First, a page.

Britain’s rail policies certainly defy economic logic, but they also allow various influential groups to make vast amounts of money at taxpayers’ expense. This means reform is unlikely.

YP February 2015

Unless otherwise indicated, all articles on this website are written in a personal capacity.

The dangers of hyperinflation in Ukraine

?????????????????????????????????????????????????????????????????????????????????????????????????????????The Cato Institute’s Steve Hanke has estimated that Ukraine’s inflation rate is now running at 64.5% per month – well above the 50% per month that is usually used as the definition of hyperinflation. If this continues, the political and economic consequences are likely to be horrific.

Worryingly, an analysis of current conditions in Ukraine and a comparison with previous episodes of hyperinflation suggest the country is highly vulnerable to such a scenario.

 

The hyperinflation process

While the political economy of hyperinflation is often complex (see below), in simple terms it is caused by governments creating large amounts of money. Instead of funding public spending through borrowing from investors or collecting taxes, governments print money or create it electronically.

Expectations then come into play. As governments rapidly debase the currency, individuals lose confidence in the money. More and more people expect its purchasing power to decline. They try to reduce their cash holdings to limit their losses from its depreciation.

Money then becomes like a hot potato. People try to pass it on as quickly as possible. The velocity of money explodes as it circulates far more rapidly through the economy.

There is a ‘flight to real goods’ as money is exchanged for items expected to more reliably hold their value, such as cigarettes and tinned food. This results in what Mises termed a crack-up boom.

Eventually, the transaction costs of using the money rise to such an extent that it is rendered useless and new forms of money, such as gold, foreign currency – or even cigarettes – are used instead, along with barter.

In the meantime, high rates of inflation have made economic calculation almost impossible, and huge malinvestments have taken place. The later stages of hyperinflation and any subsequent stabilisation, are generally marked by a painful adjustment process as these malinvestments are liquidated, and governments slash spending and/or raise taxes.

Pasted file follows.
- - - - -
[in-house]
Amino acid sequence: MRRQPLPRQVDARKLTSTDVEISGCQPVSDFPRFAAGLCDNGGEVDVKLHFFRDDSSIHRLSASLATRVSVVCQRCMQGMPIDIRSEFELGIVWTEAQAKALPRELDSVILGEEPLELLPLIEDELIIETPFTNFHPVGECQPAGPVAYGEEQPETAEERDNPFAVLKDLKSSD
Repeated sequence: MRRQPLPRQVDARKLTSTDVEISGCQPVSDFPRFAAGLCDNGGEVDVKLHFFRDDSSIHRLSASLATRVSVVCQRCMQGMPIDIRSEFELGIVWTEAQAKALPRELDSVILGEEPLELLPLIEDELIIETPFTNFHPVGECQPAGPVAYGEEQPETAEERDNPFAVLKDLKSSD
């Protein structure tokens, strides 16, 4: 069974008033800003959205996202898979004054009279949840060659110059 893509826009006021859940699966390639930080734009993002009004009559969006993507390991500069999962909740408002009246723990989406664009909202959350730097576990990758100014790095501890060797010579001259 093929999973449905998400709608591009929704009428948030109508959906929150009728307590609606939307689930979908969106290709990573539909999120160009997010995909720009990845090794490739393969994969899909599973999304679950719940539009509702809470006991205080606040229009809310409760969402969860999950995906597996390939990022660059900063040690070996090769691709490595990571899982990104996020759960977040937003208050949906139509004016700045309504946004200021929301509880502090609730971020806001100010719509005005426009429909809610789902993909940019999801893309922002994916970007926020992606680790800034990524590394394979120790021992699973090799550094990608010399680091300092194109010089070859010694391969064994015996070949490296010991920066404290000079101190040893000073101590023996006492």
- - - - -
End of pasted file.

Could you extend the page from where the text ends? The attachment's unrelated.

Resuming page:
The Weimar Republic

Only by looking at the detail of particular episodes of hyperinflation does one begin to appreciate its horrors.

The first sign of trouble in Germany was when it went off the gold standard in 1914. The government then borrowed and printed money rather than raising taxes to pay for the war.

By 1917, the amount of money in circulation had risen five fold. The main surge in prices came after the war ended, however. The people had been hoarding cash during the conflict, for security, and because many goods were unavailable.

Then, in 1919, this money came flooding back into the economy – prices rose by around 300% that year.

It was then that people lost confidence in the currency – this mindset not helped by the Treaty of Versailles and the hefty reparation payments imposed on Germany. The flight to real goods began, and the hyperinflationary process accelerated.

There was also a problem for a government committed to maintain, as far as possible, its spending levels, in that high inflation made it in some ways even harder to collect tax to balance the budget. Eventually they ended up adjusting taxes by the month. But another problem was that companies would deal in foreign currencies using foreign bank accounts, to avoid holding Marks, making tax avoidance easy. The increased use of barter also didn’t help the collection process.

Germany also faced enormous instability, and this perhaps partly explains politicians’ unwillingness to exact big public spending cuts and their preference to use the ‘hidden tax’ of inflation to fund expenditure. There were hundreds of political assassinations and both the communists and national socialists threatened the nascent democracy, while the French were trying to break the country up by establishing a Rhenish republic.

Indeed it was after the French invaded the Ruhr in January 1923 – Germany’s industrial heartland – in retaliation to default on war reparations – that inflation accelerated to the level that has become the stuff of legend.

The German government lost a major source of revenue, but insisted on funding the Ruhrkampf, the struggle against the French occupation, and kept paying out dole for unemployed workers in the Ruhr.

Even at the end of 1922, the cost of living had risen by 1500 times since the war, while wages had gone up around 200 times.

But the worst was yet to come. The cost of living index, fixed at 1 in 1914, had risen to an average 15 million by September 1923, 3,657 million in October and 218,000 million in November – when the Mark was finally abandoned.